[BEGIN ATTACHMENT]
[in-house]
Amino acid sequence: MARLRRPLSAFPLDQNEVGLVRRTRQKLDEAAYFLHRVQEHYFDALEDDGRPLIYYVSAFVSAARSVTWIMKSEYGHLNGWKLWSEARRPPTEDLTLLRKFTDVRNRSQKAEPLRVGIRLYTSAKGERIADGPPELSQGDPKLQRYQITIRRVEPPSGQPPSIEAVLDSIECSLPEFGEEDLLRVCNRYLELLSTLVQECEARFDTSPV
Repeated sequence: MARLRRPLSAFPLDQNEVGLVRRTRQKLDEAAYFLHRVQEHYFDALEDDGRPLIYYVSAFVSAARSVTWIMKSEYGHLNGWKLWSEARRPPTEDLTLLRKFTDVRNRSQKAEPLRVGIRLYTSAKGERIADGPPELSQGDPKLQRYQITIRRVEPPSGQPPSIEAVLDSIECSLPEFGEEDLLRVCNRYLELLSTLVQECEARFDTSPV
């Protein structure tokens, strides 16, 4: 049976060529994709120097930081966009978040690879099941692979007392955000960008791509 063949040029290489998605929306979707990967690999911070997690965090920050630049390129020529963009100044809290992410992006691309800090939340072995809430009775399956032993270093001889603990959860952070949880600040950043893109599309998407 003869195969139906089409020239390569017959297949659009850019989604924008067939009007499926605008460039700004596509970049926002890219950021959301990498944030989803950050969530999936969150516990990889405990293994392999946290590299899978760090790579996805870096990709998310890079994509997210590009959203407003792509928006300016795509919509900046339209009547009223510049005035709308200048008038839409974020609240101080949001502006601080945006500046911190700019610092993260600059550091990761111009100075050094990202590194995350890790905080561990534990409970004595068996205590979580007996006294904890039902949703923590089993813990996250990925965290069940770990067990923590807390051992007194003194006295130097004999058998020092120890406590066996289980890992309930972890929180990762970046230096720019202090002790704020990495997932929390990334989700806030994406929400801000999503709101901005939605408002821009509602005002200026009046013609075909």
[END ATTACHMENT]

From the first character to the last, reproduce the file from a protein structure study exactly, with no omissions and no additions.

[in-house]
Amino acid sequence: MARLRRPLSAFPLDQNEVGLVRRTRQKLDEAAYFLHRVQEHYFDALEDDGRPLIYYVSAFVSAARSVTWIMKSEYGHLNGWKLWSEARRPPTEDLTLLRKFTDVRNRSQKAEPLRVGIRLYTSAKGERIADGPPELSQGDPKLQRYQITIRRVEPPSGQPPSIEAVLDSIECSLPEFGEEDLLRVCNRYLELLSTLVQECEARFDTSPV
Repeated sequence: MARLRRPLSAFPLDQNEVGLVRRTRQKLDEAAYFLHRVQEHYFDALEDDGRPLIYYVSAFVSAARSVTWIMKSEYGHLNGWKLWSEARRPPTEDLTLLRKFTDVRNRSQKAEPLRVGIRLYTSAKGERIADGPPELSQGDPKLQRYQITIRRVEPPSGQPPSIEAVLDSIECSLPEFGEEDLLRVCNRYLELLSTLVQECEARFDTSPV
């Protein structure tokens, strides 16, 4: 049976060529994709120097930081966009978040690879099941692979007392955000960008791509 063949040029290489998605929306979707990967690999911070997690965090920050630049390129020529963009100044809290992410992006691309800090939340072995809430009775399956032993270093001889603990959860952070949880600040950043893109599309998407 003869195969139906089409020239390569017959297949659009850019989604924008067939009007499926605008460039700004596509970049926002890219950021959301990498944030989803950050969530999936969150516990990889405990293994392999946290590299899978760090790579996805870096990709998310890079994509997210590009959203407003792509928006300016795509919509900046339209009547009223510049005035709308200048008038839409974020609240101080949001502006601080945006500046911190700019610092993260600059550091990761111009100075050094990202590194995350890790905080561990534990409970004595068996205590979580007996006294904890039902949703923590089993813990996250990925965290069940770990067990923590807390051992007194003194006295130097004999058998020092120890406590066996289980890992309930972890929180990762970046230096720019202090002790704020990495997932929390990334989700806030994406929400801000999503709101901005939605408002821009509602005002200026009046013609075909």